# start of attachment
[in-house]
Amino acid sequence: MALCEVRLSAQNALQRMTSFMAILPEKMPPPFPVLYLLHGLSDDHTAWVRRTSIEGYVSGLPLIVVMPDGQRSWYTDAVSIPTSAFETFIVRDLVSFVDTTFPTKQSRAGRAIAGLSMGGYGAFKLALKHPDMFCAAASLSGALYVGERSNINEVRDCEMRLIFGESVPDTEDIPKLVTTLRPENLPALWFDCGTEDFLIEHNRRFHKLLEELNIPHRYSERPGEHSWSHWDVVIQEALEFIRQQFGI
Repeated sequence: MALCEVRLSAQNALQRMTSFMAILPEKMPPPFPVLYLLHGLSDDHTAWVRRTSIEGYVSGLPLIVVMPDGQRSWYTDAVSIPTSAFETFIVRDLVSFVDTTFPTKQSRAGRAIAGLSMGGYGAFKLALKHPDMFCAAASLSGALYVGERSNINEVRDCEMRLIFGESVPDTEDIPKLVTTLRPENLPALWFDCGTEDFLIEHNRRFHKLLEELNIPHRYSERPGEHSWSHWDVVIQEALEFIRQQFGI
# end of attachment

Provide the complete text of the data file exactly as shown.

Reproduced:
[in-house]
Amino acid sequence: MALCEVRLSAQNALQRMTSFMAILPEKMPPPFPVLYLLHGLSDDHTAWVRRTSIEGYVSGLPLIVVMPDGQRSWYTDAVSIPTSAFETFIVRDLVSFVDTTFPTKQSRAGRAIAGLSMGGYGAFKLALKHPDMFCAAASLSGALYVGERSNINEVRDCEMRLIFGESVPDTEDIPKLVTTLRPENLPALWFDCGTEDFLIEHNRRFHKLLEELNIPHRYSERPGEHSWSHWDVVIQEALEFIRQQFGI
Repeated sequence: MALCEVRLSAQNALQRMTSFMAILPEKMPPPFPVLYLLHGLSDDHTAWVRRTSIEGYVSGLPLIVVMPDGQRSWYTDAVSIPTSAFETFIVRDLVSFVDTTFPTKQSRAGRAIAGLSMGGYGAFKLALKHPDMFCAAASLSGALYVGERSNINEVRDCEMRLIFGESVPDTEDIPKLVTTLRPENLPALWFDCGTEDFLIEHNRRFHKLLEELNIPHRYSERPGEHSWSHWDVVIQEALEFIRQQFGI